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Ferguson police chief resigns after critical Justice Department report (+video)

The city said in a statement that it reached a mutual separation agreement with Chief Thomas Jackson, who will get a severance payment and health insurance for a year.

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    Ferguson Police Chief Thomas Jackson talks at a news conference in Ferguson, Mo., in August. Jackson has resigned in the wake of a scathing Justice Department report prompted by the fatal shooting of an unarmed black 18-year-old by a white police officer.
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The police chief in the St. Louis suburb of Ferguson resigned Wednesday in the wake of a scathing Justice Department report prompted by the fatal shooting of an unarmed black 18-year-old by a white police officer.

The city said in a statement that it reached a mutual separation agreement with Chief Thomas Jackson, who will get a severance payment and health insurance for a year. Lt. Col. Al Eickhoff will become acting chief March 19 while the city searches for a replacement.

Jackson had previously resisted calls by protesters and some of Missouri's top elected leaders to step down over his handling of the August shooting of Michael Brown and the weeks of sometimes-violent protests that followed.

Several text and phone messages left with Mayor James Knowles III and Jackson were not returned. Jackson told the St. Louis Post-Dispatch that he felt it was time for the city to move on.

"I believe this is the appropriate thing to do at this time," Jackson said. "This city needs to move forward without any distractions."

Jackson becomes the sixth employee to resign or be fired after the U.S. Department of Justice last week issued a report that cleared Officer Darren Wilson of civil rights charges in the shooting but found a profit-driven court system and widespread racial bias in the city police department.

The police chief's resignation was welcomed by state lawmakers who represent Ferguson.

"There would be a lot of people that would approve of that," said Democratic state Rep. Sharon Pace, who represents the neighborhood where Michael Brown was shot.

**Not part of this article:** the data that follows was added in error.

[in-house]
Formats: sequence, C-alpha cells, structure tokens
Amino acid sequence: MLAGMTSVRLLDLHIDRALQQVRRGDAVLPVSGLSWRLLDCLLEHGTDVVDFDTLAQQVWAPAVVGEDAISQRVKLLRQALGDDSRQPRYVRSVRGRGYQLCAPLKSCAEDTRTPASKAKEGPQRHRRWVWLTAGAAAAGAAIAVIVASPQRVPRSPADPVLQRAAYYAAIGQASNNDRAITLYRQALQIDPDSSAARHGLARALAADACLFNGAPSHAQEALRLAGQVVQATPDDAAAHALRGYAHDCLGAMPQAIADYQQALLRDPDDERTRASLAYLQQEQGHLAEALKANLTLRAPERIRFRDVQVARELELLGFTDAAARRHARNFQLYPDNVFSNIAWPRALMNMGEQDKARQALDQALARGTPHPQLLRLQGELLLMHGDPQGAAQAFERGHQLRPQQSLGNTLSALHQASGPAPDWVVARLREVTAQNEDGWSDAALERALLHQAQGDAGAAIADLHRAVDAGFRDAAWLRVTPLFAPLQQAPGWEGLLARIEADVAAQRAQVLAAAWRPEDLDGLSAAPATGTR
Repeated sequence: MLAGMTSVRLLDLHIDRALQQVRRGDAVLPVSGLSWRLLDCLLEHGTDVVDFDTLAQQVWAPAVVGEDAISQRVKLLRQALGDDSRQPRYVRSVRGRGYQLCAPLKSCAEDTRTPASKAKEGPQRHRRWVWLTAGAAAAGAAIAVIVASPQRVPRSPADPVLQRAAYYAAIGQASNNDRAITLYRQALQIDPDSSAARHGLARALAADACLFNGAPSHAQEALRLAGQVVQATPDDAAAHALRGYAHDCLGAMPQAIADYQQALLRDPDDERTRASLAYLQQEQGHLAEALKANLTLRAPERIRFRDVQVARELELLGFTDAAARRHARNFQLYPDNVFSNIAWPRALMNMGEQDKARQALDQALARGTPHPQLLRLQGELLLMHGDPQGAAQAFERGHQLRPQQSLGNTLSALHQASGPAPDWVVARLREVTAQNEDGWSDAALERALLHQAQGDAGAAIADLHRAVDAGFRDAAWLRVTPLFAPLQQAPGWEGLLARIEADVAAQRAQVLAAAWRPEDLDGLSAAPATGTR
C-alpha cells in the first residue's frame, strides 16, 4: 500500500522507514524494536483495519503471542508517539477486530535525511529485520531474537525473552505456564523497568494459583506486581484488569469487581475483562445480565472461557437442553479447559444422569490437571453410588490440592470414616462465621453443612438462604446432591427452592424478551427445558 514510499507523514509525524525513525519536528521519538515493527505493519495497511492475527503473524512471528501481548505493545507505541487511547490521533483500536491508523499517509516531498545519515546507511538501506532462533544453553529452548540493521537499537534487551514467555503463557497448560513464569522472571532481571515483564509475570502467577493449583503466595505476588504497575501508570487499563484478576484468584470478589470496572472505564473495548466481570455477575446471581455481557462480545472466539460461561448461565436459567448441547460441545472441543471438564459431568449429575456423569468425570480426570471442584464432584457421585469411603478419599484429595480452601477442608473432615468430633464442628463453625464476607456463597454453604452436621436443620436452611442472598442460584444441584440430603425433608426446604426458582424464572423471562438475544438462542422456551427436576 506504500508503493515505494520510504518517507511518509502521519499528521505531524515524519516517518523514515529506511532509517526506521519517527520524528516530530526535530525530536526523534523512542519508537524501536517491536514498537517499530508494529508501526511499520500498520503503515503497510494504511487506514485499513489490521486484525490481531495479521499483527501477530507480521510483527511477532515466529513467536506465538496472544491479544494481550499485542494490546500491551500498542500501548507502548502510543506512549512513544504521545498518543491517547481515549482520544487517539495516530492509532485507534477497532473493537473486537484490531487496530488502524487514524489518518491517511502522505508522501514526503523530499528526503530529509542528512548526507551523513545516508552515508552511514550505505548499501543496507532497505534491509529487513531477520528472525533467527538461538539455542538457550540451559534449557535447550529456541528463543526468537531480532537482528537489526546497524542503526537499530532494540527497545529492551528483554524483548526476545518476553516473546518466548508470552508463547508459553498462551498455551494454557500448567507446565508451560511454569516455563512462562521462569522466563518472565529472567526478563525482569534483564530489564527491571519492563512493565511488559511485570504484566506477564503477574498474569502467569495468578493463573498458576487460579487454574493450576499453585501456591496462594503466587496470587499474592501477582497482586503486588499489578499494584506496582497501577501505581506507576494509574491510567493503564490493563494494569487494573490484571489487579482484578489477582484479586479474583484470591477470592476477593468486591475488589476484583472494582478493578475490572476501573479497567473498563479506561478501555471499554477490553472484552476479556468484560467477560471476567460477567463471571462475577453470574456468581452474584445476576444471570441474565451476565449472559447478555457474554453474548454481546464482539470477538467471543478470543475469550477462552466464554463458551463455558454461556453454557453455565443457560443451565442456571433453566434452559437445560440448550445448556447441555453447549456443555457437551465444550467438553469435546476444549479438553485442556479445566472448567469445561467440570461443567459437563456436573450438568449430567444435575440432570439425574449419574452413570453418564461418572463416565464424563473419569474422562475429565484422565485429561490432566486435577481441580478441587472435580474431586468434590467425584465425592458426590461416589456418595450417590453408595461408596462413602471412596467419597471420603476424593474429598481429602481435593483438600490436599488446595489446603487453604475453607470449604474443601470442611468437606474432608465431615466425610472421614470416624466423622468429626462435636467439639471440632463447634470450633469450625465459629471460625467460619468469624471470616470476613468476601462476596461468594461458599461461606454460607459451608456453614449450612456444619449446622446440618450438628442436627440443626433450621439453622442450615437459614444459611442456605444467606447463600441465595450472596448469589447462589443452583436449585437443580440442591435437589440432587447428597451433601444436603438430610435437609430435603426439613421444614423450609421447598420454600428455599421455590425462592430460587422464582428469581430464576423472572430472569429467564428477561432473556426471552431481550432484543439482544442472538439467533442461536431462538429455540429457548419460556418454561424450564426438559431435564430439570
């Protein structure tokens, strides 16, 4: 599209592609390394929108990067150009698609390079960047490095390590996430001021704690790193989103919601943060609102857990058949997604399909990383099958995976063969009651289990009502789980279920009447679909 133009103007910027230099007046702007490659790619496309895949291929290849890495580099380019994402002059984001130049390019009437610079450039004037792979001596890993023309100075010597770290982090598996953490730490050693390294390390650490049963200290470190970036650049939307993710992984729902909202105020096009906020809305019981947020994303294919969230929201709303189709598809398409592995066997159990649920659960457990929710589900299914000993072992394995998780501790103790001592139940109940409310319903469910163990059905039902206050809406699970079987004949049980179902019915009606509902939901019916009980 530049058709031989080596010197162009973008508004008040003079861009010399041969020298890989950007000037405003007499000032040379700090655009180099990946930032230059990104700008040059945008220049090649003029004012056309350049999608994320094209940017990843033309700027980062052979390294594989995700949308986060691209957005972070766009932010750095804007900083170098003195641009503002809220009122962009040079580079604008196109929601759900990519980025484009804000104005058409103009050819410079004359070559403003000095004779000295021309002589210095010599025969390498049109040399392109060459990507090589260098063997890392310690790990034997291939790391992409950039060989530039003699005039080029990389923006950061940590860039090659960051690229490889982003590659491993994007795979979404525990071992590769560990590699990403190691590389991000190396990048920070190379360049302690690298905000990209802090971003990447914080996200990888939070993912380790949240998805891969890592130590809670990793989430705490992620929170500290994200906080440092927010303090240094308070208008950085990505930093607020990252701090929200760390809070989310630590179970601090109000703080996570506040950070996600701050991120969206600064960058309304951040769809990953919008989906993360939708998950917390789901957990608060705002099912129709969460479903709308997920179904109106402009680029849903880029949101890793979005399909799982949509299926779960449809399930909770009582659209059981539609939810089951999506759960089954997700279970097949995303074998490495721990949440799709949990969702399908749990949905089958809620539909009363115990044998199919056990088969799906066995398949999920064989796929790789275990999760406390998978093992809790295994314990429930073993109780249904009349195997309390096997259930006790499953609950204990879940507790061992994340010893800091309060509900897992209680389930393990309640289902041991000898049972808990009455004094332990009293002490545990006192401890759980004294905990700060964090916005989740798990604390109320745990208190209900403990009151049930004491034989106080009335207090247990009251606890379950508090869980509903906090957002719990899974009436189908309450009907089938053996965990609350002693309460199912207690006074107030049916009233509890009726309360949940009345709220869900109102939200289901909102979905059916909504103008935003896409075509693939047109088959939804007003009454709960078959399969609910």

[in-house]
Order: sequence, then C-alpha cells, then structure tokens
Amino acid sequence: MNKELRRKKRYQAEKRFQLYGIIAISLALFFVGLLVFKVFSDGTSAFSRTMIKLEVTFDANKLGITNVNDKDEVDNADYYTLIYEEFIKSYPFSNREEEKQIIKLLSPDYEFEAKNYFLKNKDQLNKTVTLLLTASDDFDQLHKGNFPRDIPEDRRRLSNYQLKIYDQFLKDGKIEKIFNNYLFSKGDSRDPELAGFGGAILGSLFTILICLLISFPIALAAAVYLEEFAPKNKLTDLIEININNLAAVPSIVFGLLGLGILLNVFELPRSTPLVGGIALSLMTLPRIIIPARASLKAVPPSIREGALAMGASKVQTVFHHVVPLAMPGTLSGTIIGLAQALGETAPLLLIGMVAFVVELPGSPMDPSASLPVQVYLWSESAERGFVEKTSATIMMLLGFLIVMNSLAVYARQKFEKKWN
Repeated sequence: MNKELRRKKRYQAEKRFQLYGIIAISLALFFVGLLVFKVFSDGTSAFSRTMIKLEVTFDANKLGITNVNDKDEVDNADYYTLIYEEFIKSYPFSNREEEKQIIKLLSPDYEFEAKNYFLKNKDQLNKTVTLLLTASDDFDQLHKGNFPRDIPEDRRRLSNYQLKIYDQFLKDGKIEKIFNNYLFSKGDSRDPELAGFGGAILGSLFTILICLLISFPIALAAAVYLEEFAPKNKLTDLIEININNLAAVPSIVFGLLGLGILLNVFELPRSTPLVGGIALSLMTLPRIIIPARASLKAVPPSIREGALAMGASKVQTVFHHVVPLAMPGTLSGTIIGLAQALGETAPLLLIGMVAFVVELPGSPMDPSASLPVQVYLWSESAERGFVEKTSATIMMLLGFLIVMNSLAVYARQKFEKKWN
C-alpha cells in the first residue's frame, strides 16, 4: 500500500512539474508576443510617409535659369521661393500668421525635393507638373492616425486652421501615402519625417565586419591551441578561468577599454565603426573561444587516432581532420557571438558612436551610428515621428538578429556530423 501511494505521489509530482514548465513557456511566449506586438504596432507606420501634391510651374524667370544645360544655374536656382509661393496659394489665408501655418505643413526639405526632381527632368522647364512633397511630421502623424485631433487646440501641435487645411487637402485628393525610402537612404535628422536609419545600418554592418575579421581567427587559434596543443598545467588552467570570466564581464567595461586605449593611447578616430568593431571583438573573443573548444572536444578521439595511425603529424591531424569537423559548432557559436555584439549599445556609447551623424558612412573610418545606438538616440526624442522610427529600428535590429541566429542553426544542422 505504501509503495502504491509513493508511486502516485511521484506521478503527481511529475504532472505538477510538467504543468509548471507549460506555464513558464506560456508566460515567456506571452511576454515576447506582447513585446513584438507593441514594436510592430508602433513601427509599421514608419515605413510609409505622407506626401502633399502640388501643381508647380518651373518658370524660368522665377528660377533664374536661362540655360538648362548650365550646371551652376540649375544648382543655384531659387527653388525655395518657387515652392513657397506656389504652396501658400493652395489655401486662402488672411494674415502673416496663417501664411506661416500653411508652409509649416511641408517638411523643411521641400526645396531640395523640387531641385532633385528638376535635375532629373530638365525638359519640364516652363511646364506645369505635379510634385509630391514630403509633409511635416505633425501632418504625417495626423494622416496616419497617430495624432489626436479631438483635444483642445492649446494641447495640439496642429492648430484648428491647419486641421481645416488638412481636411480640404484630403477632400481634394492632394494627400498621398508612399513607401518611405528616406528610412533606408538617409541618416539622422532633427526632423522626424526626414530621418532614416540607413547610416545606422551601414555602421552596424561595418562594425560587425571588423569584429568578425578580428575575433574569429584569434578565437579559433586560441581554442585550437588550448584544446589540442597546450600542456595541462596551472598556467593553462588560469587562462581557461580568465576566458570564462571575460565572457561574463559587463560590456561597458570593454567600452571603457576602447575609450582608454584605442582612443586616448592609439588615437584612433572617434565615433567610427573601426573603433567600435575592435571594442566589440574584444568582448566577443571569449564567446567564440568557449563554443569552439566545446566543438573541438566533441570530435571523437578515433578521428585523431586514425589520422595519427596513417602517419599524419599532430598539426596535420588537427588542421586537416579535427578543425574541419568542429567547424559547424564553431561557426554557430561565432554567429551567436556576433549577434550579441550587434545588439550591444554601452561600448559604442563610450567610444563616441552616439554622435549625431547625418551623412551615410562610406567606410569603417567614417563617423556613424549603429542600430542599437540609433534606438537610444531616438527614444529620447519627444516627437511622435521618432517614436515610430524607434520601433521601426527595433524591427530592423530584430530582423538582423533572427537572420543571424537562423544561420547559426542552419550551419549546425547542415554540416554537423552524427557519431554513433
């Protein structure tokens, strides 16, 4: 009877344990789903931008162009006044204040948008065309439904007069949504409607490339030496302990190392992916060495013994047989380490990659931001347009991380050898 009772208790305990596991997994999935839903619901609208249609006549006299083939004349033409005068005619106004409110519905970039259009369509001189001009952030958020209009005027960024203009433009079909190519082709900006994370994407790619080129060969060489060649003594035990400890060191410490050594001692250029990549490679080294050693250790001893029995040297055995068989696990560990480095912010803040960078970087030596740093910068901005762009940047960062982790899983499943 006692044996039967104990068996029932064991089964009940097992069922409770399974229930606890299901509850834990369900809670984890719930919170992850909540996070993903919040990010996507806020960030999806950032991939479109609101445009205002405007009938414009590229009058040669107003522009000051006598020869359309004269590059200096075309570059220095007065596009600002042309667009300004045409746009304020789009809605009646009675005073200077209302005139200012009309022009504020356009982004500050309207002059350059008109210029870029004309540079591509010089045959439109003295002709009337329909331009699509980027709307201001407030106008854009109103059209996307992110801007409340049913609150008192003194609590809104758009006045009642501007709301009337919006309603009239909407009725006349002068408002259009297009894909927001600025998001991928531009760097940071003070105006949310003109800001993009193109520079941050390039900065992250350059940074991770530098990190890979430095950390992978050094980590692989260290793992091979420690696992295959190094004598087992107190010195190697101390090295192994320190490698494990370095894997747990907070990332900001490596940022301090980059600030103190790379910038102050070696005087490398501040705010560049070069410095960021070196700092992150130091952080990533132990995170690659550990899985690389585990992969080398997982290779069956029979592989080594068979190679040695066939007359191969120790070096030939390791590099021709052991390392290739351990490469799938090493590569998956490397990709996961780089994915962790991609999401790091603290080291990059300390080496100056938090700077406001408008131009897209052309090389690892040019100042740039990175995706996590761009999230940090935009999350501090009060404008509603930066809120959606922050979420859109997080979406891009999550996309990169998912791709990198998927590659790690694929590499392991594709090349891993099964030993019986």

Jackson oversaw the Ferguson force for nearly five years before the shooting that stirred months of unrest across the St. Louis region and drew global attention to the predominantly black city of 21,000.

His handling of the situation drew wide criticism from the outset, both for the aggressive police response to protesters and for his agency's erratic and infrequent releases of key information. Attorney General Chris Koster and U.S. Senator Claire McCaskill were among those working behind the scenes to get him to resign, but Jackson stood firm.

Since the Aug. 9 shooting, he has spoken of a desire to work with community members and described efforts to bolster minority hiring in a department that had just three black officers at the time of Brown's death.

But he struggled to manage a local crisis that turned into an international event and explain his decision-making at news conferences disrupted by angry protesters and grieving community members.

Then the Justice Department issued its report, which found that Ferguson's police and court systems functioned as a money-making enterprise rather than one meant to ensure public safety. The report found black drivers in Ferguson were more than twice as likely as others to be searched during routine traffic stops and more likely to face excessive force from police, often during unwarranted stops.

Investigators also noted that Ferguson was counting on revenues from fines and fees to generate nearly a quarter of its total $13.3 million budget for the 2015 fiscal year. Many residents ended up in jail after missing court dates or failing to pay fines for minor violations. The report also uncovered evidence that three employees — a court clerk and two police officers — had sent racist emails.

The clerk was fired last week and two officers resigned. The judge who oversaw the court system also resigned and the City Council on Tuesday agreed to a separation agreement with the city manager.

 
 
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